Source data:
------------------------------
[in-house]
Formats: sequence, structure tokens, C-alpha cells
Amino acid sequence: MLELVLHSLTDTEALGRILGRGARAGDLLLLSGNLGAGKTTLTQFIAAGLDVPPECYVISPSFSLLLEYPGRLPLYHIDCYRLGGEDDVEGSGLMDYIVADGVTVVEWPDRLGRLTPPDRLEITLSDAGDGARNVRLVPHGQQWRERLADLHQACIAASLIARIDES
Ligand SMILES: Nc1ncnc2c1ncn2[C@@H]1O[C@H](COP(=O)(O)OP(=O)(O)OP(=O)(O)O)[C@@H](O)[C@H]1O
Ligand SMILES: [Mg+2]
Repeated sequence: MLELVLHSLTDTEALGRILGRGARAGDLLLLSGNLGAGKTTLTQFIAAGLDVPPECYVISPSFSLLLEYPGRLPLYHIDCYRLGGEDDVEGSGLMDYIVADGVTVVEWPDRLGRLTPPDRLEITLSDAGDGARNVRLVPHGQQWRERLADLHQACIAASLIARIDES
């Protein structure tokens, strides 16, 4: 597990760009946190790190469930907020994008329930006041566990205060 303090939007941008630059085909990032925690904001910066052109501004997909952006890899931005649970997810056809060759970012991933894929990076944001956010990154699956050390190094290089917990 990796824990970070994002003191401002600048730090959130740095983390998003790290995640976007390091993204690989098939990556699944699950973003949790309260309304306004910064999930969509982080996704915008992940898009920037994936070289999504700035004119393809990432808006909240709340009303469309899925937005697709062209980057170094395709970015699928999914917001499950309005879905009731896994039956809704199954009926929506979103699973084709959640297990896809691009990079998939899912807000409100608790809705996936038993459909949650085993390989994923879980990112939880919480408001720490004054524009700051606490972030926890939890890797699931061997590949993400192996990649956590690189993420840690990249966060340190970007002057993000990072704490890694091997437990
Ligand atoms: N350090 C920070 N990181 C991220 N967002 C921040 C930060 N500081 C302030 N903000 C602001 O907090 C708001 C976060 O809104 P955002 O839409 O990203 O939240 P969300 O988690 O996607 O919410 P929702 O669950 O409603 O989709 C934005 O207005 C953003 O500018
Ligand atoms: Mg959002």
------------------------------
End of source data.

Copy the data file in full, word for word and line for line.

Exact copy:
[in-house]
Formats: sequence, structure tokens, C-alpha cells
Amino acid sequence: MLELVLHSLTDTEALGRILGRGARAGDLLLLSGNLGAGKTTLTQFIAAGLDVPPECYVISPSFSLLLEYPGRLPLYHIDCYRLGGEDDVEGSGLMDYIVADGVTVVEWPDRLGRLTPPDRLEITLSDAGDGARNVRLVPHGQQWRERLADLHQACIAASLIARIDES
Ligand SMILES: Nc1ncnc2c1ncn2[C@@H]1O[C@H](COP(=O)(O)OP(=O)(O)OP(=O)(O)O)[C@@H](O)[C@H]1O
Ligand SMILES: [Mg+2]
Repeated sequence: MLELVLHSLTDTEALGRILGRGARAGDLLLLSGNLGAGKTTLTQFIAAGLDVPPECYVISPSFSLLLEYPGRLPLYHIDCYRLGGEDDVEGSGLMDYIVADGVTVVEWPDRLGRLTPPDRLEITLSDAGDGARNVRLVPHGQQWRERLADLHQACIAASLIARIDES
């Protein structure tokens, strides 16, 4: 597990760009946190790190469930907020994008329930006041566990205060 303090939007941008630059085909990032925690904001910066052109501004997909952006890899931005649970997810056809060759970012991933894929990076944001956010990154699956050390190094290089917990 990796824990970070994002003191401002600048730090959130740095983390998003790290995640976007390091993204690989098939990556699944699950973003949790309260309304306004910064999930969509982080996704915008992940898009920037994936070289999504700035004119393809990432808006909240709340009303469309899925937005697709062209980057170094395709970015699928999914917001499950309005879905009731896994039956809704199954009926929506979103699973084709959640297990896809691009990079998939899912807000409100608790809705996936038993459909949650085993390989994923879980990112939880919480408001720490004054524009700051606490972030926890939890890797699931061997590949993400192996990649956590690189993420840690990249966060340190970007002057993000990072704490890694091997437990
Ligand atoms: N350090 C920070 N990181 C991220 N967002 C921040 C930060 N500081 C302030 N903000 C602001 O907090 C708001 C976060 O809104 P955002 O839409 O990203 O939240 P969300 O988690 O996607 O919410 P929702 O669950 O409603 O989709 C934005 O207005 C953003 O500018
Ligand atoms: Mg959002």